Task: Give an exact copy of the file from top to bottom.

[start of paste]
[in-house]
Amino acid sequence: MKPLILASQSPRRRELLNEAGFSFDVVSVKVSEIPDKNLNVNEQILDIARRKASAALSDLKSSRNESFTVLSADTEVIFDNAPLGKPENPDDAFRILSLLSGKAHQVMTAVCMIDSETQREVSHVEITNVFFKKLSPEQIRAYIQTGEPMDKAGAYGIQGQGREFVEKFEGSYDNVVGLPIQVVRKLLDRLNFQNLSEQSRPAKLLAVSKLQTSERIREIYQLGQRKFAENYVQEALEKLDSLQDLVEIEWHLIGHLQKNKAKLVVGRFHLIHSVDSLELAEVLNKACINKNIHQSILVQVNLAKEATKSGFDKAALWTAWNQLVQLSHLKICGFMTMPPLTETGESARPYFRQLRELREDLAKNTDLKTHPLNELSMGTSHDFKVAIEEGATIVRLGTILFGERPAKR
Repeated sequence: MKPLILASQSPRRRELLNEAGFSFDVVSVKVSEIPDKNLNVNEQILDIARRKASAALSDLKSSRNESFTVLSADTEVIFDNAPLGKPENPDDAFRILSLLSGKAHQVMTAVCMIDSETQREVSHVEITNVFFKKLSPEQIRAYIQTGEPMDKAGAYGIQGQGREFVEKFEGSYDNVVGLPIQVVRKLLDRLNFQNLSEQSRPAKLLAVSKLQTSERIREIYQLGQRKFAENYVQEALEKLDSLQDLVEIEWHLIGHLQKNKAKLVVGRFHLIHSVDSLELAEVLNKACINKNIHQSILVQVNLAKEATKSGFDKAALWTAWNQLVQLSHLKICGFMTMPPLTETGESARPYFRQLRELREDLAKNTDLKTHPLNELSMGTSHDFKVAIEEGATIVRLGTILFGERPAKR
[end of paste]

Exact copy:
[in-house]
Amino acid sequence: MKPLILASQSPRRRELLNEAGFSFDVVSVKVSEIPDKNLNVNEQILDIARRKASAALSDLKSSRNESFTVLSADTEVIFDNAPLGKPENPDDAFRILSLLSGKAHQVMTAVCMIDSETQREVSHVEITNVFFKKLSPEQIRAYIQTGEPMDKAGAYGIQGQGREFVEKFEGSYDNVVGLPIQVVRKLLDRLNFQNLSEQSRPAKLLAVSKLQTSERIREIYQLGQRKFAENYVQEALEKLDSLQDLVEIEWHLIGHLQKNKAKLVVGRFHLIHSVDSLELAEVLNKACINKNIHQSILVQVNLAKEATKSGFDKAALWTAWNQLVQLSHLKICGFMTMPPLTETGESARPYFRQLRELREDLAKNTDLKTHPLNELSMGTSHDFKVAIEEGATIVRLGTILFGERPAKR
Repeated sequence: MKPLILASQSPRRRELLNEAGFSFDVVSVKVSEIPDKNLNVNEQILDIARRKASAALSDLKSSRNESFTVLSADTEVIFDNAPLGKPENPDDAFRILSLLSGKAHQVMTAVCMIDSETQREVSHVEITNVFFKKLSPEQIRAYIQTGEPMDKAGAYGIQGQGREFVEKFEGSYDNVVGLPIQVVRKLLDRLNFQNLSEQSRPAKLLAVSKLQTSERIREIYQLGQRKFAENYVQEALEKLDSLQDLVEIEWHLIGHLQKNKAKLVVGRFHLIHSVDSLELAEVLNKACINKNIHQSILVQVNLAKEATKSGFDKAALWTAWNQLVQLSHLKICGFMTMPPLTETGESARPYFRQLRELREDLAKNTDLKTHPLNELSMGTSHDFKVAIEEGATIVRLGTILFGERPAKR